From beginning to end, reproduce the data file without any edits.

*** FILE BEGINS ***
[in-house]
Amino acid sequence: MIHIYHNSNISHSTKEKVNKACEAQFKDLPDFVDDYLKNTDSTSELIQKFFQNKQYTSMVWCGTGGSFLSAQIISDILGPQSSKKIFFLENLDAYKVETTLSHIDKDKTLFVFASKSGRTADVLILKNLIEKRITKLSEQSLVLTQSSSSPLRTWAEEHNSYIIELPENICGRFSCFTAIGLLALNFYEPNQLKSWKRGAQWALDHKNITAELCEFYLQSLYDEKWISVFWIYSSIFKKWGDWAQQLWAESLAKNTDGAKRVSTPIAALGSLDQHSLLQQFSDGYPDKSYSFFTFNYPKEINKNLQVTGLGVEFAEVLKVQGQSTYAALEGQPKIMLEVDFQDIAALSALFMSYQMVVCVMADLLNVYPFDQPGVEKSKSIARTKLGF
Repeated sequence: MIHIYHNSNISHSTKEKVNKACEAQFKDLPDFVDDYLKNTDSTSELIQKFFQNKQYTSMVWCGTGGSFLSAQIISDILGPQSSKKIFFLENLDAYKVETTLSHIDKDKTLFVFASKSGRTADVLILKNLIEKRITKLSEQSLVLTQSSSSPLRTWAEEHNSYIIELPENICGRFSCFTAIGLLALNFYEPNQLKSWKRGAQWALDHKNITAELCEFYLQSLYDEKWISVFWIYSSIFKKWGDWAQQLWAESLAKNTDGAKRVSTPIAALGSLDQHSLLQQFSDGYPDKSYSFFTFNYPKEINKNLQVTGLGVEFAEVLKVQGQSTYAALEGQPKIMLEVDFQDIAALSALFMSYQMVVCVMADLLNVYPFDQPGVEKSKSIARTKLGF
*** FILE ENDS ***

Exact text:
[in-house]
Amino acid sequence: MIHIYHNSNISHSTKEKVNKACEAQFKDLPDFVDDYLKNTDSTSELIQKFFQNKQYTSMVWCGTGGSFLSAQIISDILGPQSSKKIFFLENLDAYKVETTLSHIDKDKTLFVFASKSGRTADVLILKNLIEKRITKLSEQSLVLTQSSSSPLRTWAEEHNSYIIELPENICGRFSCFTAIGLLALNFYEPNQLKSWKRGAQWALDHKNITAELCEFYLQSLYDEKWISVFWIYSSIFKKWGDWAQQLWAESLAKNTDGAKRVSTPIAALGSLDQHSLLQQFSDGYPDKSYSFFTFNYPKEINKNLQVTGLGVEFAEVLKVQGQSTYAALEGQPKIMLEVDFQDIAALSALFMSYQMVVCVMADLLNVYPFDQPGVEKSKSIARTKLGF
Repeated sequence: MIHIYHNSNISHSTKEKVNKACEAQFKDLPDFVDDYLKNTDSTSELIQKFFQNKQYTSMVWCGTGGSFLSAQIISDILGPQSSKKIFFLENLDAYKVETTLSHIDKDKTLFVFASKSGRTADVLILKNLIEKRITKLSEQSLVLTQSSSSPLRTWAEEHNSYIIELPENICGRFSCFTAIGLLALNFYEPNQLKSWKRGAQWALDHKNITAELCEFYLQSLYDEKWISVFWIYSSIFKKWGDWAQQLWAESLAKNTDGAKRVSTPIAALGSLDQHSLLQQFSDGYPDKSYSFFTFNYPKEINKNLQVTGLGVEFAEVLKVQGQSTYAALEGQPKIMLEVDFQDIAALSALFMSYQMVVCVMADLLNVYPFDQPGVEKSKSIARTKLGF